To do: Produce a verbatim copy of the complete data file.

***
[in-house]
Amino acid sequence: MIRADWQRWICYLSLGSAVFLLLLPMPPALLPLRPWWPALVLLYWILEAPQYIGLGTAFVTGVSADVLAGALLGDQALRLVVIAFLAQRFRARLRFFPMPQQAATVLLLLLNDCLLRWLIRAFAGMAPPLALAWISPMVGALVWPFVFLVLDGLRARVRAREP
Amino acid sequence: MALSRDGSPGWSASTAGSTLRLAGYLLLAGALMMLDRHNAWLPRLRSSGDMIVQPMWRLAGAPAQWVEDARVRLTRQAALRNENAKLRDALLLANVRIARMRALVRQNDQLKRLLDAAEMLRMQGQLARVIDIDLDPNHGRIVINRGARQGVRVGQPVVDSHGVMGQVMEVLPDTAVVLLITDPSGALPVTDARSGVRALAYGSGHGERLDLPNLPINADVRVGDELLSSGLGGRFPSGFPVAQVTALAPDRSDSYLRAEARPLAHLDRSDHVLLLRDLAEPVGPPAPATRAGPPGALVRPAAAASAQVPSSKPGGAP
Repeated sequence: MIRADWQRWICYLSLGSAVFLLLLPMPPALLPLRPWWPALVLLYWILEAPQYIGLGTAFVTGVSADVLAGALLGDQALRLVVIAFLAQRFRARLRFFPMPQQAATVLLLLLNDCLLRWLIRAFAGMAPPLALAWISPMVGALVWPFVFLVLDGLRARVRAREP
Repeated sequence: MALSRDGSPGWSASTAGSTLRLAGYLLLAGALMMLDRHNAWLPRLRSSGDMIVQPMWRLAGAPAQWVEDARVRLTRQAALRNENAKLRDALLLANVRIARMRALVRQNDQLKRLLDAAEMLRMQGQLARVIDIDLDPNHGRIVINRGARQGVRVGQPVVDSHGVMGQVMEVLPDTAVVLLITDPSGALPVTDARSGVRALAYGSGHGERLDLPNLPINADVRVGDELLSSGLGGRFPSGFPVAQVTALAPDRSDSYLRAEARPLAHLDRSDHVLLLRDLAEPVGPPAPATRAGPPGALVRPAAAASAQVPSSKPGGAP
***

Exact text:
[in-house]
Amino acid sequence: MIRADWQRWICYLSLGSAVFLLLLPMPPALLPLRPWWPALVLLYWILEAPQYIGLGTAFVTGVSADVLAGALLGDQALRLVVIAFLAQRFRARLRFFPMPQQAATVLLLLLNDCLLRWLIRAFAGMAPPLALAWISPMVGALVWPFVFLVLDGLRARVRAREP
Amino acid sequence: MALSRDGSPGWSASTAGSTLRLAGYLLLAGALMMLDRHNAWLPRLRSSGDMIVQPMWRLAGAPAQWVEDARVRLTRQAALRNENAKLRDALLLANVRIARMRALVRQNDQLKRLLDAAEMLRMQGQLARVIDIDLDPNHGRIVINRGARQGVRVGQPVVDSHGVMGQVMEVLPDTAVVLLITDPSGALPVTDARSGVRALAYGSGHGERLDLPNLPINADVRVGDELLSSGLGGRFPSGFPVAQVTALAPDRSDSYLRAEARPLAHLDRSDHVLLLRDLAEPVGPPAPATRAGPPGALVRPAAAASAQVPSSKPGGAP
Repeated sequence: MIRADWQRWICYLSLGSAVFLLLLPMPPALLPLRPWWPALVLLYWILEAPQYIGLGTAFVTGVSADVLAGALLGDQALRLVVIAFLAQRFRARLRFFPMPQQAATVLLLLLNDCLLRWLIRAFAGMAPPLALAWISPMVGALVWPFVFLVLDGLRARVRAREP
Repeated sequence: MALSRDGSPGWSASTAGSTLRLAGYLLLAGALMMLDRHNAWLPRLRSSGDMIVQPMWRLAGAPAQWVEDARVRLTRQAALRNENAKLRDALLLANVRIARMRALVRQNDQLKRLLDAAEMLRMQGQLARVIDIDLDPNHGRIVINRGARQGVRVGQPVVDSHGVMGQVMEVLPDTAVVLLITDPSGALPVTDARSGVRALAYGSGHGERLDLPNLPINADVRVGDELLSSGLGGRFPSGFPVAQVTALAPDRSDSYLRAEARPLAHLDRSDHVLLLRDLAEPVGPPAPATRAGPPGALVRPAAAASAQVPSSKPGGAP